In the dumpsite area, the irregularity of the sea bottom, characterized by surficial boulders, hills, hillocks, depressions, and faulted sedimentary strata, is similar to submarine landslide deposits off Hawaii (Lipman and others, 1988), parts of submarine debris flows (Prior and others, 1984), and to deposits created by subaerial debris avalanches (Siebert, 1984; Francis and Wells, 1988). This area shows a complex geologic history of localized events requiring closely-spaced profiles and images to outline the separate units.
The perspective view of the Sea Beam bathymetry data shows the trough along the base of the slope (A) and the lobate, mounded deposits to seaward of it on the uppermost rise (compare the seabeam bathymetric map).
The origin of the slope-base trough is not well understood. Similar slope-base morphology is found along the northeast U.S. continental slope (Dennis O'Leary, personal commun., 1989). In places it appears to be formed by a reverse slope behind blocky landslide deposits which slid from the continental slope. In other places, surface strata of the rise appear to be truncated by the slope-base trough, and the trough may be an erosional feature, created by downslope-traveling flows at the change in slope (Ryan and Farre, 1981, Farre and Ryan, 1987). Its continuity along the slope base and across inter-canyon areas gives it a different character from subaerial avalanche impact pools, which are small circular pools not uncommonly found at the base of avalanche chutes along mountain fronts (Corner, 1980), and from depressions at the mouths of submarine canyons off Malta described by Biju-Duval and others, (1983). Many seismic profiles in this area and to the southwest show older (buried) trough and mound morphology at the slope base (Robb, 1986) that imply a repetetive or long-term process.
The broad lows extending seaward from slope canyons or valleys that have high-backscatter sidescan-sonar characteristics (showing fine-scale roughness of the sea bottom; evidenced by 120-kHz sonar images) were interpreted from their 3.5-kHz signature (prolonged echo with absent or discontinuous subbottom reflections) to be underlain by turbidites by Pratson and Laine (1989). The offshore-trending furrows observed by the 120 kHz deep-towed system may have been formed by passage of sediment gravity flows that appear unchannelized to less resolved observation. Alternatively, those features may be longitudinal furrows such as are commonly observed on large landslide surfaces.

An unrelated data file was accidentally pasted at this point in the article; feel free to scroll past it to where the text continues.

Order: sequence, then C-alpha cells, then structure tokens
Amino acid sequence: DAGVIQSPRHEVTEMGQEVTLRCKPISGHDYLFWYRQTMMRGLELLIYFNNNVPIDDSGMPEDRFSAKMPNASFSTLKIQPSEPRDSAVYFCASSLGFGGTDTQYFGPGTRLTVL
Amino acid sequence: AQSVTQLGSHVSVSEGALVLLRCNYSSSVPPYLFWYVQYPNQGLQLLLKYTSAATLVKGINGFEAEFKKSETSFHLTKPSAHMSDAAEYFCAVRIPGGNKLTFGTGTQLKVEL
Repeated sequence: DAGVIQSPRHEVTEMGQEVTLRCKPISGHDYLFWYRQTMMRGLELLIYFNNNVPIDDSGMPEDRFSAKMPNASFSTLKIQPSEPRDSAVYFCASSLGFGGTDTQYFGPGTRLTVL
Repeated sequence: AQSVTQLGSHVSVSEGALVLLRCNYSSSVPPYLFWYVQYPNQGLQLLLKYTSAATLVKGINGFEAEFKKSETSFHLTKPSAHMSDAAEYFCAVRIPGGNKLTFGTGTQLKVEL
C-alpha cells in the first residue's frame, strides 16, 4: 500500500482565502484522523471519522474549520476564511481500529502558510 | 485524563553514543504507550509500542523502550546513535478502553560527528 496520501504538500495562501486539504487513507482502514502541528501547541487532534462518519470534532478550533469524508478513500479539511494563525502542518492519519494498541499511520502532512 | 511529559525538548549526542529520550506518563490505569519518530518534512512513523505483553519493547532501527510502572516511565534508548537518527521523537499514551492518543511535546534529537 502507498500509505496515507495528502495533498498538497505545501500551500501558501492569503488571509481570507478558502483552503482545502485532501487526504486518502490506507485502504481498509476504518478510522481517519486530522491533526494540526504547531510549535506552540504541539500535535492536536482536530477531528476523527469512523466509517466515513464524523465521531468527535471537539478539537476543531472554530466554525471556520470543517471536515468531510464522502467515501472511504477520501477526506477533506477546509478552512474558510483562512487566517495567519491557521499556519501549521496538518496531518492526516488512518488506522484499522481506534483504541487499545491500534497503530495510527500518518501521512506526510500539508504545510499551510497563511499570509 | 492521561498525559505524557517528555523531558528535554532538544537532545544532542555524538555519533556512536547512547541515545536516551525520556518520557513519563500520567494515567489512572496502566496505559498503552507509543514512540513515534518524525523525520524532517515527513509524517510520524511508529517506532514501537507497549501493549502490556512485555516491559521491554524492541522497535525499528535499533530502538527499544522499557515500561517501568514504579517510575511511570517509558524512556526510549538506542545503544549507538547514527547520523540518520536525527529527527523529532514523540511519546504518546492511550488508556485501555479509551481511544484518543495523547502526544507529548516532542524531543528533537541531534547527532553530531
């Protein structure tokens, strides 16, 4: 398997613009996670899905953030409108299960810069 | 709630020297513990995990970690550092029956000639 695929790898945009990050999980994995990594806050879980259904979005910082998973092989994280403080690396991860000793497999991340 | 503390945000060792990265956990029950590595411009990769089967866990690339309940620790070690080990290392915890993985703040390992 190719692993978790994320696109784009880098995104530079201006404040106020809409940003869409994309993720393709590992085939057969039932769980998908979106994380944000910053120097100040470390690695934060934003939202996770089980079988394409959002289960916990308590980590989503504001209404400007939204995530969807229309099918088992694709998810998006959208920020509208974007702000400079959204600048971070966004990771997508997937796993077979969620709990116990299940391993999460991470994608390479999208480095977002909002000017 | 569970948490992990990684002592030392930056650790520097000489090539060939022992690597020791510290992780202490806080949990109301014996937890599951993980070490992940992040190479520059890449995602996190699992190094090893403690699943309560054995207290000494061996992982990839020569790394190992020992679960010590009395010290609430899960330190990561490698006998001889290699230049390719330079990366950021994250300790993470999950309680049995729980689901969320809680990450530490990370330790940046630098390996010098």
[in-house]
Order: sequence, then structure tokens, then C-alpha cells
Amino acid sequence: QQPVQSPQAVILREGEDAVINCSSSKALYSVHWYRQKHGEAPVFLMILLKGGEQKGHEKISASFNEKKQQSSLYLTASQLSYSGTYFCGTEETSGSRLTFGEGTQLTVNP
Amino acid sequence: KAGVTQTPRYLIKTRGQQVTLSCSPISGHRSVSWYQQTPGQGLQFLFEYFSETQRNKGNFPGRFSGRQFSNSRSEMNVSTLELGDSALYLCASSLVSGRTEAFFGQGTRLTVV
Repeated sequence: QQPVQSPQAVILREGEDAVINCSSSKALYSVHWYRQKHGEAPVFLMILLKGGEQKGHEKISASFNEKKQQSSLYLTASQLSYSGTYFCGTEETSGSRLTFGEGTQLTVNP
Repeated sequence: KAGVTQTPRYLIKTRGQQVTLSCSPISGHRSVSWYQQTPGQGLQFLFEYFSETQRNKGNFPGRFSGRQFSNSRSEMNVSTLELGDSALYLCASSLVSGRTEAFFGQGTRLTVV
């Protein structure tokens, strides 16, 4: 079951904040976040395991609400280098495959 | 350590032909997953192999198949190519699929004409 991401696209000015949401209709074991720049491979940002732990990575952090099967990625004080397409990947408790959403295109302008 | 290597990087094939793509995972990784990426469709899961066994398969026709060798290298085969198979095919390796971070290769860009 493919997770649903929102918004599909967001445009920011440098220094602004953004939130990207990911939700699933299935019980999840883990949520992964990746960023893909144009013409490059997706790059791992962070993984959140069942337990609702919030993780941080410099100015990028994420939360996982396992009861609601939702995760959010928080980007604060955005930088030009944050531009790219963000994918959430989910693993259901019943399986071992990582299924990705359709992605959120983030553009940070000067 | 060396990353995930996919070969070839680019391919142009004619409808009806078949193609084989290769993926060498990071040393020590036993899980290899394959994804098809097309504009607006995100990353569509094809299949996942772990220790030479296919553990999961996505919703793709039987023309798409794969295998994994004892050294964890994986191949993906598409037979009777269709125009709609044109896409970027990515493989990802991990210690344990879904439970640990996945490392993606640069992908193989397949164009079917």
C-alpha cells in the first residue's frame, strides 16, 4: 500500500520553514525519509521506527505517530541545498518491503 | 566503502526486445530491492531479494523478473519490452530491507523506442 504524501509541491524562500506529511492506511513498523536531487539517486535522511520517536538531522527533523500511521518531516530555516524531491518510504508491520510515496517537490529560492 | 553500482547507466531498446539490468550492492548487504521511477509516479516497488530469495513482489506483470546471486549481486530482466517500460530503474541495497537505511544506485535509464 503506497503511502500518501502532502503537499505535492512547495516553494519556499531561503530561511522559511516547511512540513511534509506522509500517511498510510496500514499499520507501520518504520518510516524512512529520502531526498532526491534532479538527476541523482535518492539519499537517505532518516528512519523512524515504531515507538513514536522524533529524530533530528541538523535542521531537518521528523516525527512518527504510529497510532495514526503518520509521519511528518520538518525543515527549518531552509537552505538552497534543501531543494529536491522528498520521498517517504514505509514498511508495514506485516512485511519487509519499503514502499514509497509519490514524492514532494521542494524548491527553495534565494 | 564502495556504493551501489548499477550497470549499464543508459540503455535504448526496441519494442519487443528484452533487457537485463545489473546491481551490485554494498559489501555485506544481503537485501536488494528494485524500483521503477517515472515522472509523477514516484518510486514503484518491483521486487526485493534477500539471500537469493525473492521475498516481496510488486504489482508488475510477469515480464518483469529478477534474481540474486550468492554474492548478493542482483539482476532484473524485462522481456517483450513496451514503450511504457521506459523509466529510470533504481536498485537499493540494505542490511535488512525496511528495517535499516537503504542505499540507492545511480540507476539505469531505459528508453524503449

A "visual analog" .
In either case, the sidescan-sonar data and 3.5-kHz sub-bottom profiles show that the furrowed suface is covered in places by subsequent deposition. The low-backscatter tongue-like feature on the GLORIA images is shown by 3.5 kHz profiles to coincide with a surficial mud flow and by the 120 kHz sidescan sonar data to have a smooth surface. It is possible that both of these features were produced during a single slide episode. If landslides or sediment gravity flows that are competent to transport boulder-sized rock clasts occur in the present-day, they would bury, or resuspend, remove, and redistribute waste dumps or structures of interest to man. The boulders on the rise have rounded forms and weathered surfaces which suggest they may be old in their present locations. On the other hand, drums of radioactive wastes that were dumped as recently as the 1950s appear to be half buried in the sediment surface like most of the boulders (Ryan and Farre, 1983), and some of the boulders appear to be on the surface. So the question of when the boulders arrived remains open to examination. Similarly not known are when (or how) the offshore-trending furrows and ridges observed by deep-towed sidescan sonar were created, or when the overlying, later debris flow deposit was emplaced.
The major morphology of this submarine landscape may be of Pleistocene origin, presumably linked to low sea levels, greater sediment input and generation of turbidity currents at a shoreline near the shelf edge, and consequent erosion and slumping on the continental slope. The GLORIA mosaic of the entire East Coast continental rise shows features predominantly caused by offshore-directed sediment transportation, either by mass-movement (landslide) or sediment gravity flow. There is little evidence in the sea-floor morphology of the mostly low-velocity boundary currents measured by bottom current meters in the present day (Fry and Butman, 1991).
An apparent discrepancy between geomorphologic evidence for offshore-directed transport and the measured present-day low-velocity contour-parallel currents is probably due to a short-term observational window of the current measurements. The present-day regime of dominantly contour-parallel currents has been present for less than 25,000 years. Although the meter-thick covering of recent sediments that those currents have moved about on the sea floor has not concealed the larger features that survive from a more active past environment, it might be expected to have filled and smoothed the microfeatures. Further investigation is required to distinguish and measure the frequency and geologic impact of events that occur episodically and that can be significant and dangerous to man's use of the sea floor.
U.S. Department of the Interior, U.S. Geological Survey
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